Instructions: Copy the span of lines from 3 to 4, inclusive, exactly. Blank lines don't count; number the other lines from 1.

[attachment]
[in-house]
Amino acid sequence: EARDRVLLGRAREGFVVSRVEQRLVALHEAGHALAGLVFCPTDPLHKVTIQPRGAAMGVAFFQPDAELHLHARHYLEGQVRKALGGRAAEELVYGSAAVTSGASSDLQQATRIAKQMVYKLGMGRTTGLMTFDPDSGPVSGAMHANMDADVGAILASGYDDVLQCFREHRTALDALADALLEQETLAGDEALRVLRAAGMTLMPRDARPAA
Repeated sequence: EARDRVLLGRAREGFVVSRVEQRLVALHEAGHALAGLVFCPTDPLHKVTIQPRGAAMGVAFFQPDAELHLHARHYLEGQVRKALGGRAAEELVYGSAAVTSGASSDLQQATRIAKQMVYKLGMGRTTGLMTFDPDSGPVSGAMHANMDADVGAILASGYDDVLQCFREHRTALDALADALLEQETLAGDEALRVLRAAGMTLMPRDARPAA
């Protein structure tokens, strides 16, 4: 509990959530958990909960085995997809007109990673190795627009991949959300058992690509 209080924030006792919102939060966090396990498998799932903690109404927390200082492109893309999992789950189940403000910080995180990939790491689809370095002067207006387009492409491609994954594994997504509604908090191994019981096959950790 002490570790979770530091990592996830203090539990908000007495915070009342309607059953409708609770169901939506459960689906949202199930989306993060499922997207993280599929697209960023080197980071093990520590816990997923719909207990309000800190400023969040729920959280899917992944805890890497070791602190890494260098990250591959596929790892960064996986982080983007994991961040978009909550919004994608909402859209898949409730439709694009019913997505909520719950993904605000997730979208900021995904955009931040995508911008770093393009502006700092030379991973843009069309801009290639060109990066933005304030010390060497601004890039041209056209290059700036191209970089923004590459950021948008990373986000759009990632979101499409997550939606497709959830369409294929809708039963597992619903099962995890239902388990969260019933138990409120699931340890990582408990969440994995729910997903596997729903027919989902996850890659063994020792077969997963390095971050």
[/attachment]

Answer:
Repeated sequence: EARDRVLLGRAREGFVVSRVEQRLVALHEAGHALAGLVFCPTDPLHKVTIQPRGAAMGVAFFQPDAELHLHARHYLEGQVRKALGGRAAEELVYGSAAVTSGASSDLQQATRIAKQMVYKLGMGRTTGLMTFDPDSGPVSGAMHANMDADVGAILASGYDDVLQCFREHRTALDALADALLEQETLAGDEALRVLRAAGMTLMPRDARPAA
């Protein structure tokens, strides 16, 4: 509990959530958990909960085995997809007109990673190795627009991949959300058992690509 209080924030006792919102939060966090396990498998799932903690109404927390200082492109893309999992789950189940403000910080995180990939790491689809370095002067207006387009492409491609994954594994997504509604908090191994019981096959950790 002490570790979770530091990592996830203090539990908000007495915070009342309607059953409708609770169901939506459960689906949202199930989306993060499922997207993280599929697209960023080197980071093990520590816990997923719909207990309000800190400023969040729920959280899917992944805890890497070791602190890494260098990250591959596929790892960064996986982080983007994991961040978009909550919004994608909402859209898949409730439709694009019913997505909520719950993904605000997730979208900021995904955009931040995508911008770093393009502006700092030379991973843009069309801009290639060109990066933005304030010390060497601004890039041209056209290059700036191209970089923004590459950021948008990373986000759009990632979101499409997550939606497709959830369409294929809708039963597992619903099962995890239902388990969260019933138990409120699931340890990582408990969440994995729910997903596997729903027919989902996850890659063994020792077969997963390095971050």